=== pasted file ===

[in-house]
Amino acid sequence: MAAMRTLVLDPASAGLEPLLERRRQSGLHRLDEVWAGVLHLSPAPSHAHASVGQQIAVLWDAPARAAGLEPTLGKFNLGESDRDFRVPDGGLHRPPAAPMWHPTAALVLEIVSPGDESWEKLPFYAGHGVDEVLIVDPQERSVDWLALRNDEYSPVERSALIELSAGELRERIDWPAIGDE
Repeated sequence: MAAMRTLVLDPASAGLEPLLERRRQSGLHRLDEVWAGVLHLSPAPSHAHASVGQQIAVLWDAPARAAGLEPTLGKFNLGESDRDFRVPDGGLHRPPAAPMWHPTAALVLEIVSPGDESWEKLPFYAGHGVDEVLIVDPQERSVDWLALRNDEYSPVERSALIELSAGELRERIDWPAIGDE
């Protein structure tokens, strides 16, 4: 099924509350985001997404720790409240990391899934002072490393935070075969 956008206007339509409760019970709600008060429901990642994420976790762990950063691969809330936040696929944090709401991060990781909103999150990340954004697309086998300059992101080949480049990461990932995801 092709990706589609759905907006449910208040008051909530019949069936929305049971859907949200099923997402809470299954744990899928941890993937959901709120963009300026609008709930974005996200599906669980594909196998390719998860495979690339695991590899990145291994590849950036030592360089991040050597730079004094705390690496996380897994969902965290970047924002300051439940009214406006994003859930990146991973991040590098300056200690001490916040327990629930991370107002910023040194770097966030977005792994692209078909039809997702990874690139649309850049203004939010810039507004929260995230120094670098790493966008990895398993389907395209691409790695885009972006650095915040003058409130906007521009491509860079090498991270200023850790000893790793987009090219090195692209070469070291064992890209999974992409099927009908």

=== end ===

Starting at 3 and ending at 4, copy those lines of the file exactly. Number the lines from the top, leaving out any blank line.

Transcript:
Repeated sequence: MAAMRTLVLDPASAGLEPLLERRRQSGLHRLDEVWAGVLHLSPAPSHAHASVGQQIAVLWDAPARAAGLEPTLGKFNLGESDRDFRVPDGGLHRPPAAPMWHPTAALVLEIVSPGDESWEKLPFYAGHGVDEVLIVDPQERSVDWLALRNDEYSPVERSALIELSAGELRERIDWPAIGDE
């Protein structure tokens, strides 16, 4: 099924509350985001997404720790409240990391899934002072490393935070075969 956008206007339509409760019970709600008060429901990642994420976790762990950063691969809330936040696929944090709401991060990781909103999150990340954004697309086998300059992101080949480049990461990932995801 092709990706589609759905907006449910208040008051909530019949069936929305049971859907949200099923997402809470299954744990899928941890993937959901709120963009300026609008709930974005996200599906669980594909196998390719998860495979690339695991590899990145291994590849950036030592360089991040050597730079004094705390690496996380897994969902965290970047924002300051439940009214406006994003859930990146991973991040590098300056200690001490916040327990629930991370107002910023040194770097966030977005792994692209078909039809997702990874690139649309850049203004939010810039507004929260995230120094670098790493966008990895398993389907395209691409790695885009972006650095915040003058409130906007521009491509860079090498991270200023850790000893790793987009090219090195692209070469070291064992890209999974992409099927009908």